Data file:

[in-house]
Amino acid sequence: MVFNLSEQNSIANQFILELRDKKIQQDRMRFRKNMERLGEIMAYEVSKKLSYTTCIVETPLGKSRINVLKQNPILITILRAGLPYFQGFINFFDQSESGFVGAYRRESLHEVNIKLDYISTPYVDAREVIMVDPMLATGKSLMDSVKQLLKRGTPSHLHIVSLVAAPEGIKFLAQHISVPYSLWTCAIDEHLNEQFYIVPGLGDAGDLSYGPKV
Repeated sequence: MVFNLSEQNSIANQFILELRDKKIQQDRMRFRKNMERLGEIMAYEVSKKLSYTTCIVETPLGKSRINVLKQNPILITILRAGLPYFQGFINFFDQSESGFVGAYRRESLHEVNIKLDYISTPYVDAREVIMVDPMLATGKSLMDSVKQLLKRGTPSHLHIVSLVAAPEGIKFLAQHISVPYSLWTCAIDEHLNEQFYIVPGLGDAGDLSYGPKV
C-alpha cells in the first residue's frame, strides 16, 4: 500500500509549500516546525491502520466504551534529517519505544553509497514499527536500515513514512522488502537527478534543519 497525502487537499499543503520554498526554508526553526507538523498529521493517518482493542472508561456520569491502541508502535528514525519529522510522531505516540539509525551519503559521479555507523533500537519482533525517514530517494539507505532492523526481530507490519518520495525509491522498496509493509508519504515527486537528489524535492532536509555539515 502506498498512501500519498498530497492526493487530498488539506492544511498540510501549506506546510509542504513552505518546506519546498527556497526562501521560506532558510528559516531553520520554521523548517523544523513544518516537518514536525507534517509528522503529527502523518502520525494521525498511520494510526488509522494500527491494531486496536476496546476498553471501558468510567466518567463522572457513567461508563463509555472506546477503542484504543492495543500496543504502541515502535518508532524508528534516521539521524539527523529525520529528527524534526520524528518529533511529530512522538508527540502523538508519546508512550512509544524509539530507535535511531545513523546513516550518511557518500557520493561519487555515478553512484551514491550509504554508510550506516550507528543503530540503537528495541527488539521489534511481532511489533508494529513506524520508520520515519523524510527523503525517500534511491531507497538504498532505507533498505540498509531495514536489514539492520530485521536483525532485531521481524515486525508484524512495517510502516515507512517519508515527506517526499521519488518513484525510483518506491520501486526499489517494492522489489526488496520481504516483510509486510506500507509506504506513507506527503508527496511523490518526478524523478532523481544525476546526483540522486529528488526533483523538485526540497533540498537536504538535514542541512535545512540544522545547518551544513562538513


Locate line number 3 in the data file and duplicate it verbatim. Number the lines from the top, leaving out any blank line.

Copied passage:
Repeated sequence: MVFNLSEQNSIANQFILELRDKKIQQDRMRFRKNMERLGEIMAYEVSKKLSYTTCIVETPLGKSRINVLKQNPILITILRAGLPYFQGFINFFDQSESGFVGAYRRESLHEVNIKLDYISTPYVDAREVIMVDPMLATGKSLMDSVKQLLKRGTPSHLHIVSLVAAPEGIKFLAQHISVPYSLWTCAIDEHLNEQFYIVPGLGDAGDLSYGPKV